Over the next day we struggled to get used to being in a city again. We’d spent so long in pristine wilderness and small towns that the hustle and griminess of the city just rubbed us the wrong way. Adding to that, Michelle had lost her favourite Beanie she’d bought in Chiloe somewhere between Bariloche and Mendoza. She has such sentimental attachments to things. I humoured her by saying it didn’t want to leave Patagonia, a bit like us. We valiantly attempted to engage in some tourist activities such as a fairly uninspiring museum / gallery, and the slightly decrepit town plaza. We did enjoy looking at some cars that were on show for a rally the next weekend, but this could only keep us engaged for so long. The last photo below shows the Museo Fundacional, a series of diaramas depicting Mendoza’s history and according to the Lonely Planet one of the top attractions to visit in Mendoza. Obviously it had seen better days, and we burst into laughter at possibly the crappiest tourist attraction we’ve seen so far.
It didn’t help that the weather was unseasonably cold and rainy after we had looked forward to the warm weather that travelling north for 18 hours should have brought. However it was good red wine drinking weather and Mendoza is all about the wine. Although it was well outside our budget, our spirits needed lifting so we splashed out on the Luján de Cuyo Tasting Experience with Ampora Wine Tours.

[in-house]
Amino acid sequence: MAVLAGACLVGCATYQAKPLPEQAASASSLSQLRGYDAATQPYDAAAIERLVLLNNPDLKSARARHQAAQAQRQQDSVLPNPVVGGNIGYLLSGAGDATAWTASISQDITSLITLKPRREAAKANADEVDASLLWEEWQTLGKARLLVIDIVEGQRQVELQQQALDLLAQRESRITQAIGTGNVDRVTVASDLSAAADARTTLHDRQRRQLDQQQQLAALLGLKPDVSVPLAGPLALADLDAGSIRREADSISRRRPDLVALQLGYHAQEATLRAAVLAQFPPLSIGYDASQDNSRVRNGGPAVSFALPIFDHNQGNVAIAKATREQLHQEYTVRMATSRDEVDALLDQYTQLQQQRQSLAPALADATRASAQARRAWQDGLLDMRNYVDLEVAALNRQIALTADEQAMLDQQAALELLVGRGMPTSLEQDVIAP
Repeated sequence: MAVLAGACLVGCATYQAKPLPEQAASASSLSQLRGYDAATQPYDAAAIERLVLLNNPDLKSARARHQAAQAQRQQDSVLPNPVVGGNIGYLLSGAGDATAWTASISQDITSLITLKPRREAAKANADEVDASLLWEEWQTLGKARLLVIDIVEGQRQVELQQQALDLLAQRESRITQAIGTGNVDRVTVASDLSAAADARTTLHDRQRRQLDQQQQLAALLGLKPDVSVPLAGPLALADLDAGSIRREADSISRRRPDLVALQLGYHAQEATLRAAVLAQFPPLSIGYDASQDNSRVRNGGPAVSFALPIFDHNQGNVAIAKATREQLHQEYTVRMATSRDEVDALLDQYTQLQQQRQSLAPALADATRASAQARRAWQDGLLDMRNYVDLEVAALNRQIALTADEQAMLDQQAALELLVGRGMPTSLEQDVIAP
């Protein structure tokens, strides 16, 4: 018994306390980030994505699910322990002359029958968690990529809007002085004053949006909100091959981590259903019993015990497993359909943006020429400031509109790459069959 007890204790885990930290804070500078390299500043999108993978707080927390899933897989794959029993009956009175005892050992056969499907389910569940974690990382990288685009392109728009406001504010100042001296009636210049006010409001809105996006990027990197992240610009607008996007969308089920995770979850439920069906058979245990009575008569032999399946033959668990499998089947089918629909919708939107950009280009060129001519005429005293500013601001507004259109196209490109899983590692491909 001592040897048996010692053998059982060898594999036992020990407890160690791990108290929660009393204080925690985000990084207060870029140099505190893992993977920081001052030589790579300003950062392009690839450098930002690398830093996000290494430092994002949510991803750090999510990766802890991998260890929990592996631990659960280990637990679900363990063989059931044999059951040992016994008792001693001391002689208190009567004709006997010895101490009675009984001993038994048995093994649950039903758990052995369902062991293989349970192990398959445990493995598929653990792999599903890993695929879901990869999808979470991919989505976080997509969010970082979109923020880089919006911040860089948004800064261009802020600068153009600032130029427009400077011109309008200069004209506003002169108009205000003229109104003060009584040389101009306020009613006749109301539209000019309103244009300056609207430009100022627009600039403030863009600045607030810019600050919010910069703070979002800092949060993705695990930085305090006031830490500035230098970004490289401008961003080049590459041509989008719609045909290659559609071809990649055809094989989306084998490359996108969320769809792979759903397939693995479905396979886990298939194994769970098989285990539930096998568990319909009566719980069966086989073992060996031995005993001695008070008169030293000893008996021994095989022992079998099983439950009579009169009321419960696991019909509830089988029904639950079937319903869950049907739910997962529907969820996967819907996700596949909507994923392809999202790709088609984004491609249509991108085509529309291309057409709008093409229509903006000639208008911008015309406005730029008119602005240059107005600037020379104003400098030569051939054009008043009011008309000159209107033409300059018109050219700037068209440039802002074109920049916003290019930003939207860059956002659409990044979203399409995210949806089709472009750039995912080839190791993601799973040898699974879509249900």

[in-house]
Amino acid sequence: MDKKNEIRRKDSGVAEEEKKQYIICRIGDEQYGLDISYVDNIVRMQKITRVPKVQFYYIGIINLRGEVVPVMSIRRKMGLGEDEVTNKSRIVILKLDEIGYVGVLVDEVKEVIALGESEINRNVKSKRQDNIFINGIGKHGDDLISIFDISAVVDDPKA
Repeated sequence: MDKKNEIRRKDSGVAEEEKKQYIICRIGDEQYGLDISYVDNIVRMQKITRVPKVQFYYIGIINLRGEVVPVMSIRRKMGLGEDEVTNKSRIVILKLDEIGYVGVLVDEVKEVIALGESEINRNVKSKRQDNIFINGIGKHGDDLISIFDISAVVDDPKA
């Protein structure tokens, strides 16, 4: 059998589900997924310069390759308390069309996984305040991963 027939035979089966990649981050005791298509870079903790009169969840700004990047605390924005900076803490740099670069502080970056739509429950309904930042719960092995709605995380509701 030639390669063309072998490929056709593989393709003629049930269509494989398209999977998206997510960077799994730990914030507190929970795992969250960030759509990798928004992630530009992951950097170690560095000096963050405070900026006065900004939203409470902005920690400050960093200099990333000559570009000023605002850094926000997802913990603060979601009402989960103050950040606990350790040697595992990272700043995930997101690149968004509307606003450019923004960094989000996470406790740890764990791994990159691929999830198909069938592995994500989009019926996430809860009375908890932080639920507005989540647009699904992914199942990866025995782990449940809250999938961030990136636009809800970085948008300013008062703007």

The loamy vineyards of the Luján de Cuyo region produce some of Argentina’s best Malbecs, so we were looking forward to tasting them. The climate of the whole Mendoza region is very dry, and water is supplied mostly by irrigation channels that originate in the Andes mountains (the rain we experienced was unusual). This gives amazing control over the wine production and leads to consistent quality of wine. It’s said that there is no bad wine in Argentina, just good and better wine. We had certainly been impressed for the price with the $5 supermarket wines we had been drinking!